Some suggested types of cratering to consider include a lightning strike, a bullet shot into some material, a water droplet hitting the surface of a beaker of water, a subterranean explosion, a sand vortex, or a meteorite impact.

More importantly, there is your cratering idea. And, yes, you can crater a peanut butter and jelly sandwich if you wish to.

Okay, this is an astronomy cratering laboratory, but you may create what a crater is. Another example is a volcanic crater.

I will provide an example of a cratering experiment. The rest is up to you.

Please put any questions you may have, and your laboratory results, you'd like evaluated, on the laboratory's discussion page.

Enjoy learning by doing!

Selected problems

Cosmic circuits

The arcing, graceful structure is actually a bow shock about half a light-year across, created from the wind from the star L.L. Orionis colliding with the Orion Nebula flow. Credit: NASA.
This diagram suggests a simple electrical circuit. Credit: GorillaWarfare.

Voyager 1 has found only electrons streaming into the heliosphere from elsewhere in the galaxy. This problem set poses several problems to calculate the possibility that a simple electrical circuit is involved.

The diagram at right suggests a simple electrical circuit.

Def. an enclosed path of an electric current is called a circuit.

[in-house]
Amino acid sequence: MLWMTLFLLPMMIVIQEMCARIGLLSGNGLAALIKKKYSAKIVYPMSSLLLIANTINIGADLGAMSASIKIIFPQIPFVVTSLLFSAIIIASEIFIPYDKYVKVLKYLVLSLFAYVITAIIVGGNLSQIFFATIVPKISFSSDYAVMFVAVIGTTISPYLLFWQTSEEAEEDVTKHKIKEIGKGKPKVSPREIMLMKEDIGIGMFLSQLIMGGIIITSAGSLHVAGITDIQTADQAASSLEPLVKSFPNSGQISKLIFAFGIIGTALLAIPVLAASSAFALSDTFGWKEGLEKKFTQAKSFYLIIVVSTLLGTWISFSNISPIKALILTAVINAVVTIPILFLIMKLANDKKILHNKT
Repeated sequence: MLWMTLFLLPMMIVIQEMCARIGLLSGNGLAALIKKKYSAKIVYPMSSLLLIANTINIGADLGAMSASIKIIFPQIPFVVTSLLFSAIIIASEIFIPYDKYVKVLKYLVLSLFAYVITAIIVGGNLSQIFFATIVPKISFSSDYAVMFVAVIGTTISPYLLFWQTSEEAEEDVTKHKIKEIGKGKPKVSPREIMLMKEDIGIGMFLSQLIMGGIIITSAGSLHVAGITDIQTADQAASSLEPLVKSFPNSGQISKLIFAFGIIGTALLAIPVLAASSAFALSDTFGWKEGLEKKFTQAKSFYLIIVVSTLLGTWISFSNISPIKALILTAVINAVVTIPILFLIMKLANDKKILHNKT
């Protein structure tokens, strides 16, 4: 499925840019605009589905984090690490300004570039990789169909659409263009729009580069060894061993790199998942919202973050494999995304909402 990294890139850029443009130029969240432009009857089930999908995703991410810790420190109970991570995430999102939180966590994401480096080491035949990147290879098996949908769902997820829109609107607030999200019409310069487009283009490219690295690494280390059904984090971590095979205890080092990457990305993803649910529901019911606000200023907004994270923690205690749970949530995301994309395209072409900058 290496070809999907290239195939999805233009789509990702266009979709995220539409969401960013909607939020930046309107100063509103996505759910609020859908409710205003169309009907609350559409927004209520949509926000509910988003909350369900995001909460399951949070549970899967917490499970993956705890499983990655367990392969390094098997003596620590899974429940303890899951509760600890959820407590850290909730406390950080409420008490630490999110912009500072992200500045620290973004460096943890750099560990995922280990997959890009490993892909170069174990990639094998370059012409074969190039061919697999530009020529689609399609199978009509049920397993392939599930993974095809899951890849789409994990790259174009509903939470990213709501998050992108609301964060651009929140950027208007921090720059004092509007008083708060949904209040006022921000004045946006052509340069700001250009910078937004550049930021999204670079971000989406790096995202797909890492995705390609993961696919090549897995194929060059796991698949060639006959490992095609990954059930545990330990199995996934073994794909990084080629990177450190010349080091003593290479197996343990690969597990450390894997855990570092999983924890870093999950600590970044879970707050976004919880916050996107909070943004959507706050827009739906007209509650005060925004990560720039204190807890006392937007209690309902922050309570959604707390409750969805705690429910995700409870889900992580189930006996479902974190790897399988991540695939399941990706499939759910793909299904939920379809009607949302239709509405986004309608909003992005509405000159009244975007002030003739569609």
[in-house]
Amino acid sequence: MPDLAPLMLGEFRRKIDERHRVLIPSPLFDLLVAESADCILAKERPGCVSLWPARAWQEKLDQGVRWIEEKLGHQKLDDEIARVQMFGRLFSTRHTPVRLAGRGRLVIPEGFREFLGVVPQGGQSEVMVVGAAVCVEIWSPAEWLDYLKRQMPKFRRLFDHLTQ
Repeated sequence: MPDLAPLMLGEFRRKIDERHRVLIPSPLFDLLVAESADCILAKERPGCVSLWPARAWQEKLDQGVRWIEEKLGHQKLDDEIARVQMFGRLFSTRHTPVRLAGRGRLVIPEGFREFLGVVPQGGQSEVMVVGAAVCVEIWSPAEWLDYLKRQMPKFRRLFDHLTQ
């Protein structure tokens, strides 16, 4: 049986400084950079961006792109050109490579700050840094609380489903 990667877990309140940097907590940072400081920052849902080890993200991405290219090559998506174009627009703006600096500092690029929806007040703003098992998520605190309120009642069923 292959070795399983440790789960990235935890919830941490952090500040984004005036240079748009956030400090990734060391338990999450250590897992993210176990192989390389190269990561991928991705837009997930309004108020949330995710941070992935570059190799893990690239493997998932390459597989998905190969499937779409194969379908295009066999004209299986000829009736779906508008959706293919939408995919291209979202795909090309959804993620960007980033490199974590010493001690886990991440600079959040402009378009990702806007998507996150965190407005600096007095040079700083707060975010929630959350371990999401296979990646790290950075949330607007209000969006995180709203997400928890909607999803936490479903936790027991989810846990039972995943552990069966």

In the diagram at right are three components:

  1. a voltage (V), or current (i), source,
  2. an enclosed path, and
  3. a resistance, or resistor, (R).

According to Ohm's law:

With respect to an enclosed path, consider a path from outside the heliosphere, inward toward the Sun, and out again. Let the incoming electrons have 500 MeV of energy and a flux of 8.5 x 104 e- cm-2 s-1.

Def. a time rate of flow of electric charge is called a current.

Def. that constant current which, if maintained in two straight parallel conductors of infinite length, of negligible circular cross-section, and placed 1 metre apart in vacuum, would produce between these conductors a force equal to 2 x 10–7 newton per metre of length is called an ampere.

Def. an amount of electrostatic potential between two points in space is called a voltage.